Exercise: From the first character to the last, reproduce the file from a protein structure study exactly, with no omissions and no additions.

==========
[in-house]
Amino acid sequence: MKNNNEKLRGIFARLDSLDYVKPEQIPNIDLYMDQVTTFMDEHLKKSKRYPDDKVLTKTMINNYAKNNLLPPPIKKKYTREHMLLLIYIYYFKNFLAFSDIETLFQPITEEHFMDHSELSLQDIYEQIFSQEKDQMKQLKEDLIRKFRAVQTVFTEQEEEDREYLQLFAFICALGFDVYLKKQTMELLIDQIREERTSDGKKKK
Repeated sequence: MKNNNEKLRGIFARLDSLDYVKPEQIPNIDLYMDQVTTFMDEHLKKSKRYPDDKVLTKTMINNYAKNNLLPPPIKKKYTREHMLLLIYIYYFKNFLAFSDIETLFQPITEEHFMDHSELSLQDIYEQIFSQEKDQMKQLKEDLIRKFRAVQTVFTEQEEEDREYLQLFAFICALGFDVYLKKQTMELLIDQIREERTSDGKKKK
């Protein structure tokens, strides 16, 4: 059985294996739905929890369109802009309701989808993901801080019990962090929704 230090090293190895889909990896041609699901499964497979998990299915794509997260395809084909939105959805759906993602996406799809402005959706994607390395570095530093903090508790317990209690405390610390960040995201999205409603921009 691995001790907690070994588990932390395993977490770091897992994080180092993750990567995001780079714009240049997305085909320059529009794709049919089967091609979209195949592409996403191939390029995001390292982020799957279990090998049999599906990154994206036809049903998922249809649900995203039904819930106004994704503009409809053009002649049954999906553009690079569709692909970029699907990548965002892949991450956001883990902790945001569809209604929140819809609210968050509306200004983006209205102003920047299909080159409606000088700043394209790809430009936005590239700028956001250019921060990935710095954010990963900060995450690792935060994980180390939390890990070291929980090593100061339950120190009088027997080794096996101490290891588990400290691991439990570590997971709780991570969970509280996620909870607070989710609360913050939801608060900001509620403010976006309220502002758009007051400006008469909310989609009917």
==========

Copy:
[in-house]
Amino acid sequence: MKNNNEKLRGIFARLDSLDYVKPEQIPNIDLYMDQVTTFMDEHLKKSKRYPDDKVLTKTMINNYAKNNLLPPPIKKKYTREHMLLLIYIYYFKNFLAFSDIETLFQPITEEHFMDHSELSLQDIYEQIFSQEKDQMKQLKEDLIRKFRAVQTVFTEQEEEDREYLQLFAFICALGFDVYLKKQTMELLIDQIREERTSDGKKKK
Repeated sequence: MKNNNEKLRGIFARLDSLDYVKPEQIPNIDLYMDQVTTFMDEHLKKSKRYPDDKVLTKTMINNYAKNNLLPPPIKKKYTREHMLLLIYIYYFKNFLAFSDIETLFQPITEEHFMDHSELSLQDIYEQIFSQEKDQMKQLKEDLIRKFRAVQTVFTEQEEEDREYLQLFAFICALGFDVYLKKQTMELLIDQIREERTSDGKKKK
């Protein structure tokens, strides 16, 4: 059985294996739905929890369109802009309701989808993901801080019990962090929704 230090090293190895889909990896041609699901499964497979998990299915794509997260395809084909939105959805759906993602996406799809402005959706994607390395570095530093903090508790317990209690405390610390960040995201999205409603921009 691995001790907690070994588990932390395993977490770091897992994080180092993750990567995001780079714009240049997305085909320059529009794709049919089967091609979209195949592409996403191939390029995001390292982020799957279990090998049999599906990154994206036809049903998922249809649900995203039904819930106004994704503009409809053009002649049954999906553009690079569709692909970029699907990548965002892949991450956001883990902790945001569809209604929140819809609210968050509306200004983006209205102003920047299909080159409606000088700043394209790809430009936005590239700028956001250019921060990935710095954010990963900060995450690792935060994980180390939390890990070291929980090593100061339950120190009088027997080794096996101490290891588990400290691991439990570590997971709780991570969970509280996620909870607070989710609360913050939801608060900001509620403010976006309220502002758009007051400006008469909310989609009917």